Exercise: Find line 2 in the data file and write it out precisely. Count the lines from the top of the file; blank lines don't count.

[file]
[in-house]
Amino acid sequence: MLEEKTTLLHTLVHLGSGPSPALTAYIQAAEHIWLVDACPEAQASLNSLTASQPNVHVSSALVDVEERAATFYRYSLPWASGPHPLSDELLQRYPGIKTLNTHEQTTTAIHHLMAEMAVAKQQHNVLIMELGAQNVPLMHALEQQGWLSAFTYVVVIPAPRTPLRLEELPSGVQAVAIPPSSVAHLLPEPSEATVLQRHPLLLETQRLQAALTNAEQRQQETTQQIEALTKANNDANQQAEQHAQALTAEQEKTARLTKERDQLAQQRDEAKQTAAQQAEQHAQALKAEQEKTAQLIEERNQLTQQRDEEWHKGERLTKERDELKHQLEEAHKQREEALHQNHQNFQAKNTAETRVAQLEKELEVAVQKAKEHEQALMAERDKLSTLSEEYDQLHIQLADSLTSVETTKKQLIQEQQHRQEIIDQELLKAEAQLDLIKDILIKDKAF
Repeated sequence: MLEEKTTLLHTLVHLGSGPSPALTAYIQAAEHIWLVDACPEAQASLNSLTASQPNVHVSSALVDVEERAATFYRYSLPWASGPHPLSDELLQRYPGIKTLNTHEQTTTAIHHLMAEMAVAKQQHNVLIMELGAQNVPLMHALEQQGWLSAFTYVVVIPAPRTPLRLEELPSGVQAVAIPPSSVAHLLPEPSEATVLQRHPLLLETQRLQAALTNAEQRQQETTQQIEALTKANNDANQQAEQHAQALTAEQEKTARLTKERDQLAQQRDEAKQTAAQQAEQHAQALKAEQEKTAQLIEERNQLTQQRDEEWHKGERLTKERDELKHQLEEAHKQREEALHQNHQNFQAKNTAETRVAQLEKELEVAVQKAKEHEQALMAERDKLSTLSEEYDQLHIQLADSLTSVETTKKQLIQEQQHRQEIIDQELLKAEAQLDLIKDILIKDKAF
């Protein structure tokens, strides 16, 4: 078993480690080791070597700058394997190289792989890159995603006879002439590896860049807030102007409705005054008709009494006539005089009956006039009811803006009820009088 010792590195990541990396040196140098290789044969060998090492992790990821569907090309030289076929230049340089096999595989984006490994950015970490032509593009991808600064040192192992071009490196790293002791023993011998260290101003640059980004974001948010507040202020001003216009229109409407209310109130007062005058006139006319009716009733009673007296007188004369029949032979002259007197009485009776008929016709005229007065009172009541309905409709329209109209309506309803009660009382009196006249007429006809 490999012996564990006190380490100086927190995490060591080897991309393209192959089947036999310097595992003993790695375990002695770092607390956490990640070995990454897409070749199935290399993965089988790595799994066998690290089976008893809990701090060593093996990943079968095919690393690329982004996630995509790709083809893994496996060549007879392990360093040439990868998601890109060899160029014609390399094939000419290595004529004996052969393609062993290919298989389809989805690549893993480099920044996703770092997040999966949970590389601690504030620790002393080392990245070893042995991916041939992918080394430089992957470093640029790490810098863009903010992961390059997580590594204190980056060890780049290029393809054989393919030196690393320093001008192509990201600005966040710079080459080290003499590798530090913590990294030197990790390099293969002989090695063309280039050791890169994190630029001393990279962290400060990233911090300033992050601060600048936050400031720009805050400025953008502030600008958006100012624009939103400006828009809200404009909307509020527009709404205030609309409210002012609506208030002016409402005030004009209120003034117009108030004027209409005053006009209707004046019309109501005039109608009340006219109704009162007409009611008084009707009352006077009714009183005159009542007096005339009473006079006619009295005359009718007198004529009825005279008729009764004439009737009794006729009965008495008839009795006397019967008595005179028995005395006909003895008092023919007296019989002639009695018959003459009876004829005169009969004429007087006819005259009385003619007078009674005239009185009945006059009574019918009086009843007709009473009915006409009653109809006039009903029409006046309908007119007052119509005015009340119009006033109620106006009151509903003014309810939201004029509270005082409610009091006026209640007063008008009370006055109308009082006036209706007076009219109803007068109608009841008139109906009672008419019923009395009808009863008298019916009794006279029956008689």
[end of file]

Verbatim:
Amino acid sequence: MLEEKTTLLHTLVHLGSGPSPALTAYIQAAEHIWLVDACPEAQASLNSLTASQPNVHVSSALVDVEERAATFYRYSLPWASGPHPLSDELLQRYPGIKTLNTHEQTTTAIHHLMAEMAVAKQQHNVLIMELGAQNVPLMHALEQQGWLSAFTYVVVIPAPRTPLRLEELPSGVQAVAIPPSSVAHLLPEPSEATVLQRHPLLLETQRLQAALTNAEQRQQETTQQIEALTKANNDANQQAEQHAQALTAEQEKTARLTKERDQLAQQRDEAKQTAAQQAEQHAQALKAEQEKTAQLIEERNQLTQQRDEEWHKGERLTKERDELKHQLEEAHKQREEALHQNHQNFQAKNTAETRVAQLEKELEVAVQKAKEHEQALMAERDKLSTLSEEYDQLHIQLADSLTSVETTKKQLIQEQQHRQEIIDQELLKAEAQLDLIKDILIKDKAF